A perfectly cooked steak is all about getting it to the ideal internal temperature to match your preferred doneness. For most steaks, medium-rare is considered the optimal doneness for the optimal flavor and tenderness, but personal preferences vary. In this quick guide, we’ll go through all the levels of steak doneness from rare to well-done, along with plenty of pro tips and recommendations.

Steak Doneness Chart

Steak DonenessTemperature
(after resting)
Rare120 to 130° F
Medium-Rare130 to 135° F
Medium135 to 145° F
Medium-Well145 to 155° F
Well-Done155° F +
*While the above temperatures are widely agreed upon, the USDA recommends a finished temperature of at least 145° F after a 3-minute rest for food safety.

Click each temperature to jump down to a description and pull temps.

Carryover Cooking and Steak

A very important consideration is that a steak’s internal temperature will continue to rise after it is removed from the heat source from the residual heat in the steak. This is called carryover cooking. For steak, the internal temperature will rise about 5-7°F from carryover cooking, depending on its size and cooking method used.

This means you will need to remove the steak from the heat 5 to 7° F before it reaches your desired final doneness temperature to account for this, or it will actually be overcooked beyond the temperature you were going for.

The larger and thicker the cut of steak and the higher the temperature you were cooking it at, the more carryover cooking there will be since it retains more residual heat. Learn more in the carryover cooking guide.

Steak Temperatures

Below are descriptions of each steak temperature range and details of the temperature you should remove it from the heat to achieve the target finished temperature.

Rare Steak Temp

Rare steak has a bright red and cool interior throughout.

Stop Cooking at: 115 to 125° F
Finished Temperature: 120 to 130° F

Recommended Cut: A filet mignon or beef tenderloin is the perfect candidate for cooking rare because of its very low fat content and super tender texture that quickly dries out if overcooked.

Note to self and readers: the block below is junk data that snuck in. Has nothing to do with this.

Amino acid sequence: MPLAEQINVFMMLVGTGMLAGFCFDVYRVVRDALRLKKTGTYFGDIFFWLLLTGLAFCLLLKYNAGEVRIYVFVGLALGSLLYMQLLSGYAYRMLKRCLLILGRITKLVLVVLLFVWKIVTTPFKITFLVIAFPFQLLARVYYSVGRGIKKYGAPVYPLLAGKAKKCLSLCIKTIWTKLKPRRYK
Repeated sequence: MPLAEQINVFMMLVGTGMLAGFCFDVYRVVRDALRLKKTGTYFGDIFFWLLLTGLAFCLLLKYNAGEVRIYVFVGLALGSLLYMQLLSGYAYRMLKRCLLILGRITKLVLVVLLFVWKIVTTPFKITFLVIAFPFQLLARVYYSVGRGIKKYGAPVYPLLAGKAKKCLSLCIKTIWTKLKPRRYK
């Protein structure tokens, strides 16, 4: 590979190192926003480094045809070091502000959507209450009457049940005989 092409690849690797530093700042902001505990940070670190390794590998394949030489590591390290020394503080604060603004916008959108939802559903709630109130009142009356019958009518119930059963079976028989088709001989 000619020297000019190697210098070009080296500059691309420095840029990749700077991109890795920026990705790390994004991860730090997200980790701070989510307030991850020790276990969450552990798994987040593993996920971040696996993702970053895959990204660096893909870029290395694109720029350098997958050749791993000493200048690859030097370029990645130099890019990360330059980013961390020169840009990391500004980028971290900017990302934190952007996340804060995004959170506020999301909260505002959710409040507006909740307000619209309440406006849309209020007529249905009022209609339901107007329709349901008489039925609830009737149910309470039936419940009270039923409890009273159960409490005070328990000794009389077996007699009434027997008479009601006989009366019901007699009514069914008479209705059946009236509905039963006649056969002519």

Medium Rare Steak Temp

Medium rare steak has a slightly warm interior with a reddish-pink center.

Stop Cooking at: 125 to 130° F
Finished Temperature: 130 to 135° F

Recommended Cut: Ribeye, strip steak, T-bone

Medium Steak Temp

A medium steak has a vibrant pink center with no remaining red. It is warmed all the way through.

Stop Cooking at: 130 to 140° F
Finished Temperature: 135 to 145° F

Recommended Cut: Flank steak, hanger steak, flat iron. These naturally tougher cuts benefit from a slightly higher temp to help make them more tender.

Medium Well Steak Temp

Medium well steak has just a hint of pink in the hot center and is starting to firm up the texture.

Stop Cooking at: 140 to 150° F
Finished Temperature: 145 to 155° F

Recommended Cut: Ribeye which has the highest fat content and is least likely to dry out.

Well Done Steak Temp

Well done steak is uniformly greyish-brown from edge to edge with no pink remaining.

Stop Cooking at: 155° F
Finished Temperature: 155° F +

Recommended Cut: Consider utilizing a braised cut like beef short ribs or go for a super low and slow cut like smoked brisket.

Pro Tips and Things to Consider for Achieving the Perfect Steak Temp

  • Cook to temperature, and not by time. It’s all about the thickness of the steak, and not the overall weight that determines cook time. Fat content also plays a big role. A fatty marbled steak like a ribeye will cook slower and be more forgiving than a very lean cut like a filet, which cooks quickly and can get dry and tough when overcooked.